This is an article from the Sept. 12, 2011 issue
The Celtics' forward was 22 during the 1998--99 NBA work stoppage. The 14-time All-Star is in the final year of his contract and due $21 million this season.
DAN PATRICK:What's the most fun you've had during the lockout?
KEVIN GARNETT: I had some cool moments at the playground with my daughter. I don't get a lot of time with my family.
DP:Do you trust the owners?
KG: You trust the players because we all are communicating. You never trust the other side because you don't know what they're thinking and you don't want them to know what you're thinking.
DP:Do you get the feeling the owners are willing to sacrifice a season?
KG: I think at the end of the day common ground will be found. This game is too beautiful. With all the story lines that surround our game, I can't see just blowing away the season. But if we do, both sides are prepared.
DP:With one more year left in your contract, have there been any extension talks?
KG: Truthfully, no. When I see Danny Ainge in passing, we laugh at it, but there's nothing concrete.
DP:How long do you want to play?
KG: I don't know. I'm enjoying the guys I play with. I'm enjoying the game.
DP:If you hadn't left Minnesota, would you still be playing?
KG: I wouldn't still be in Minnesota, first off. Minnesota's always been my second home. But going through the process, I probably would have [left] a little sooner. Just knowing where management's mind was—not on the same page with me.
DP:How close were you to joining the Lakers?
KG: I was pretty close [in 2007]. What disturbed me about the whole Lakers situation was Kobe Bryant and Phil Jackson at the time. They were at each other pretty bad, and a new situation full of uncertainty wasn't something I wanted to get into.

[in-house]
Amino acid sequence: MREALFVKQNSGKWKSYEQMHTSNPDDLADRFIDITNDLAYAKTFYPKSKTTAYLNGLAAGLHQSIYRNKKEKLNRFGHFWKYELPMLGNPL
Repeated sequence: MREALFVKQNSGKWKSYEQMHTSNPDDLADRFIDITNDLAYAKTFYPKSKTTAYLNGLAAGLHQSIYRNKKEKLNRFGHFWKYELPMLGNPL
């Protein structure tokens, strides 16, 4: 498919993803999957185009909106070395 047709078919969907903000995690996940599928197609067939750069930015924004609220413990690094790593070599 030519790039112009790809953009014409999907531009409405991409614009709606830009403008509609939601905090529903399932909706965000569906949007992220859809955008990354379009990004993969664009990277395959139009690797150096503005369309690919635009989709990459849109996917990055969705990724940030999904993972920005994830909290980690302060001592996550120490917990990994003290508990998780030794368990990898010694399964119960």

DP:It was your choice not to go to the Lakers?
KG: It was my choice.
DP:Is there any chance I could get a 10-day contract with the Celtics?
KG: We'll give you a three-day.
DP:Could someone like me score in a preseason game?
KG: No, you could not. For the simple reason, if a guy is really trying to get a job, and Dan Patrick is on the floor, and he's guarding you ... there's no way.
DP:What if they ran a picket fence like in Hoosiers and I came off the screen?
KG: You can get three picket fences. You can get a whole gate if you want. You have a better chance of hitting a home run over the Green Monster than scoring a bucket in an NBA game. It's not even mean. It's just real, Dan.
DP:Have you ever had a chance to take batting practice at Fenway?
KG: No, but we did play softball there. I hit the top of the Green Monster. I saw Shaq hit it over the Monster.
DP:Can you imagine Shaq playing baseball?
KG: Shaq's the dopest. It was truly an honor to play alongside him. This year was probably the most fun I've had in a long time in the NBA.
Tigers ace Justin Verlander continues to strengthen his case for MVP, but some people around baseball think pitchers don't deserve consideration—including some pitchers. "The pitcher's MVP is the Cy Young," Phillies pitcher Cole Hamels told me. "I don't know how much we can affect a team by winning all 33 or 34 starts, because you still have to win 90-something games to make the postseason."... Several NFL players have told me Philip Rivers is one of their most vocal opponents. I asked the Chargers' QB to give me a clean version of his trash talk. "Every version is clean," Rivers said. "I can share all of them with Mom. For example, a DB from Alabama, maybe I give him a 'Roll Tide' as I jog by."... The Dodgers sent season-ticket holders a questionnaire asking them to rate their announcers, including Vin Scully. Bob Costas scoffed at the notion of evaluating the 83-year-old Scully. "I think the last refuge of a Dodger fan is to just listen to Vin Scully," Costas said. "The overwhelming consensus is that Scully is the greatest baseball announcer ever."